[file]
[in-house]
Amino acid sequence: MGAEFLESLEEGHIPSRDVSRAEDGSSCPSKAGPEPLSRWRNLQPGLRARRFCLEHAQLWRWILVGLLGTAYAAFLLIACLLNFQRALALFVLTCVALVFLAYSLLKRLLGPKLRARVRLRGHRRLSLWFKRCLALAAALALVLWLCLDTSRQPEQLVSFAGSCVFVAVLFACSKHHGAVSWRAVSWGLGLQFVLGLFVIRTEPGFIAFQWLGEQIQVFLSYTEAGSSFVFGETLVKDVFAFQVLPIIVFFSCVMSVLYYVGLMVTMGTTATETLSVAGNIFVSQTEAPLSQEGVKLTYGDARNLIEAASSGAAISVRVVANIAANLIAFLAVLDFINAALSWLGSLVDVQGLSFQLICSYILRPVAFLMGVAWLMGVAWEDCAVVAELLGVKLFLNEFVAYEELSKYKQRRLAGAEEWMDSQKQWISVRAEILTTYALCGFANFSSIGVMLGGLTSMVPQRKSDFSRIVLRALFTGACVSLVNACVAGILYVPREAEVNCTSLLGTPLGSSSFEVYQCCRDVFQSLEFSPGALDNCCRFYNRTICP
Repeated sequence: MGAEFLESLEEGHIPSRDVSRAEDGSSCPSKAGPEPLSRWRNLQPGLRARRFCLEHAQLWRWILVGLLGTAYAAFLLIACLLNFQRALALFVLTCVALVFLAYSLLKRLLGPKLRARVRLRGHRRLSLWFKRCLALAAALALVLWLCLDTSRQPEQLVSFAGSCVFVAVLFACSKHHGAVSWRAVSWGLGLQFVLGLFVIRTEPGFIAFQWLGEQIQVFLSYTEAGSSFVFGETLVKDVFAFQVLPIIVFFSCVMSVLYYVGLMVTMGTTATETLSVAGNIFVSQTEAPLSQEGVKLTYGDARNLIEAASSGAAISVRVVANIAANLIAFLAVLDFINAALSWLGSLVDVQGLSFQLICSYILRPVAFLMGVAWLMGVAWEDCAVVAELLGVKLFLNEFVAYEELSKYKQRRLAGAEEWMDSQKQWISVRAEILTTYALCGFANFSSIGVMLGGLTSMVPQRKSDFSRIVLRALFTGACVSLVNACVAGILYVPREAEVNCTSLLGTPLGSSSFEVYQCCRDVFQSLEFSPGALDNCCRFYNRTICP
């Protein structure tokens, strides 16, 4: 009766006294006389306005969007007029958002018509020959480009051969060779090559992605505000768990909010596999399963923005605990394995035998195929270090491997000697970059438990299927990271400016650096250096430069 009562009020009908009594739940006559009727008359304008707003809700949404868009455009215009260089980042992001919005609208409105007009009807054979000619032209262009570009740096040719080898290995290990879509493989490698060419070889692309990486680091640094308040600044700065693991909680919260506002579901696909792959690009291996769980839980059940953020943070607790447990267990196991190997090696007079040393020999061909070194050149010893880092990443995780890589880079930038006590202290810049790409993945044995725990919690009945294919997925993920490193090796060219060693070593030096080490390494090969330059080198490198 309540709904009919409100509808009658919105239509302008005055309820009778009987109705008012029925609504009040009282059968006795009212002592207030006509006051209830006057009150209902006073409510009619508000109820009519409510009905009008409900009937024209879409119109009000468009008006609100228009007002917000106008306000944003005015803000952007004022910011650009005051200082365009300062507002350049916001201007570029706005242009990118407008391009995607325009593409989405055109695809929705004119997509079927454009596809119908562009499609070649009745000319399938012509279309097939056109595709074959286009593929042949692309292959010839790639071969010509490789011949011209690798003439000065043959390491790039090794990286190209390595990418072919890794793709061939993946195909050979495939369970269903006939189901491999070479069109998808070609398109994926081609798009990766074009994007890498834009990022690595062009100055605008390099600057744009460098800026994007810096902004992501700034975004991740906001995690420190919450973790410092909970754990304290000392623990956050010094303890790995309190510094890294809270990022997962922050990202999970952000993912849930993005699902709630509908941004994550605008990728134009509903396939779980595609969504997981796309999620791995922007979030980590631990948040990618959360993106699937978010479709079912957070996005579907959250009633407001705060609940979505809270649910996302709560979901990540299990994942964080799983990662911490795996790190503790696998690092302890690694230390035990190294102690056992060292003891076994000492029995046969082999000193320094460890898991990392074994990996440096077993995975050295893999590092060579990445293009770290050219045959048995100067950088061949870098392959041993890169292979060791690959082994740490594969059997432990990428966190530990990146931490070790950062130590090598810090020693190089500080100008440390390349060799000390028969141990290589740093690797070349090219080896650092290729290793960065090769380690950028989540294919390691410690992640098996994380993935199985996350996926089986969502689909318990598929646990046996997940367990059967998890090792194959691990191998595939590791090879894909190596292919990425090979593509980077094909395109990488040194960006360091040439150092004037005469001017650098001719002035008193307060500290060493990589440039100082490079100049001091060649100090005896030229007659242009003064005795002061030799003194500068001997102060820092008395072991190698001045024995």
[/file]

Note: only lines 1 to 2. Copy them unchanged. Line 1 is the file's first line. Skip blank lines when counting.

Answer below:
[in-house]
Amino acid sequence: MGAEFLESLEEGHIPSRDVSRAEDGSSCPSKAGPEPLSRWRNLQPGLRARRFCLEHAQLWRWILVGLLGTAYAAFLLIACLLNFQRALALFVLTCVALVFLAYSLLKRLLGPKLRARVRLRGHRRLSLWFKRCLALAAALALVLWLCLDTSRQPEQLVSFAGSCVFVAVLFACSKHHGAVSWRAVSWGLGLQFVLGLFVIRTEPGFIAFQWLGEQIQVFLSYTEAGSSFVFGETLVKDVFAFQVLPIIVFFSCVMSVLYYVGLMVTMGTTATETLSVAGNIFVSQTEAPLSQEGVKLTYGDARNLIEAASSGAAISVRVVANIAANLIAFLAVLDFINAALSWLGSLVDVQGLSFQLICSYILRPVAFLMGVAWLMGVAWEDCAVVAELLGVKLFLNEFVAYEELSKYKQRRLAGAEEWMDSQKQWISVRAEILTTYALCGFANFSSIGVMLGGLTSMVPQRKSDFSRIVLRALFTGACVSLVNACVAGILYVPREAEVNCTSLLGTPLGSSSFEVYQCCRDVFQSLEFSPGALDNCCRFYNRTICP